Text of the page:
Why a movement for collective memory is helping Colombia reconcile with its past and forge a new path towards peace
By Ryan Mearns
The walled city of Cartagena on the Caribbean coast of Colombia is mostly known for its tourism, sandy beaches and as the former residence of Nobel-prize winning author Gabriel Garcia Marquez, but this hides a darker history.
The dark story of Cartagena‘s paramilitary groups, rebel guerilla’s, narco-trafficking and gross human rights abuses is starting to be told by a growing number of academics and social leaders as a way of addressing the gap in the historical memory of the region.
Pablo Abitbol is one of those academics and social leaders. Abitbol is German-educated Colombian political scientist who teaches at the Technological University of Bolívar (UTB) and coordinators the Grupo Regional de Memoria Histórica. The Group is a small research institution attached to UTB. It’s focused on the active reconstruction of the collective memory of Cartagena, Bolívar and the Colombian Caribbean. It represents a growing movement in Colombia that is attempting to come to terms with its history of conflict that calls for the accurate telling of the country’s historical memory.
“Historic memory” refers to the way people live with the past and how they generate meaning based on past experiences. Jörn Rüse, a German historian and philosopher, argues that historic memory needs go further as an idea. He says societies need to instead aim for “historical consciousness”. Rüse defines historical consciousness as when an individual and collective understands the past in its complete form by acknowledging the cognitive and culture facts that form that understanding as well as the relationship between the present and the past.
It’s this process of building historical consciousness which Colombia is grappling with at the moment. In the past, Colombia’s history has been mired in a cloud of competing interests that have obfuscated the accurate story of many of the atrocities which have happened. By having clear processes for addressing this gap in the historic memory, Colombia is attempting to move forward and avoiding repeating the mistakes of the past.
The process of rebuilding historic memory in Colombia was legislated in 2011 as part of the Victims Law. The law made it a right to know the truth. At the time José Miguel Vivanco, Americas director at Human Rights Watch, said that Colombia had taken a major step toward addressing the legacy of violence and abuse by advancing “the fundamental right of forcibly displaced people and other victims to obtain reparation for the abuses they have endured.”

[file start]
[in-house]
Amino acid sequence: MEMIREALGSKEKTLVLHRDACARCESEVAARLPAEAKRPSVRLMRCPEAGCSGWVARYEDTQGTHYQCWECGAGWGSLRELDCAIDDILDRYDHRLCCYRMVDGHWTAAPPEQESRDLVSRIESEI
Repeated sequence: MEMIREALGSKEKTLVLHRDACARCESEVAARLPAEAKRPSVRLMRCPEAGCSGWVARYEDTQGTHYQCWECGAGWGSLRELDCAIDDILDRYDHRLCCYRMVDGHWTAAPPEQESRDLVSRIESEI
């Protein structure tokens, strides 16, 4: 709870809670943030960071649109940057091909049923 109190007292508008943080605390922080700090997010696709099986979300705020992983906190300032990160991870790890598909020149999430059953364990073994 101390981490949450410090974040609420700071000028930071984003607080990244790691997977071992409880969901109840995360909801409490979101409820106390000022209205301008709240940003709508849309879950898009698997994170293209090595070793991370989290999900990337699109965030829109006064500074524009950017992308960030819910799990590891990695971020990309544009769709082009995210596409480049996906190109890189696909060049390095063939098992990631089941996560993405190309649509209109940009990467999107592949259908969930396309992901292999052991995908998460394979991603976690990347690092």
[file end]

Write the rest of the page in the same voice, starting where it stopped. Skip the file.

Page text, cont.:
This new right was seen as an important part of Colombia’s wider transitional justice processes. Through the Victims Law, the state has a responsibility to construct an official history of truth that is correct. This includes archives, oral testimonies, conducting investigations, running shared community activities and providing educational materials for schools. However, until recently Colombia’s history was not compulsory in schools.
This obligation of the state is significant as the Colombian Government — especially the military — has a troubled history of hiding the truth. For the Colombian people, this is captured in the “false positives” scandal that found the Colombian Military committed atrocities against children and civilians while claiming they were a part of the FARC when they weren’t. This was done because of bonuses paid out if a military unit met a particular target for combatants killed. The recent murder of children by the military have re-opened these past wounds with clear parallels to the false positive’s scandals. That’s why this duty to tell the truth and build an accurate collective memory on the part of state is such an important aspect of Colombia’s transitional justice process.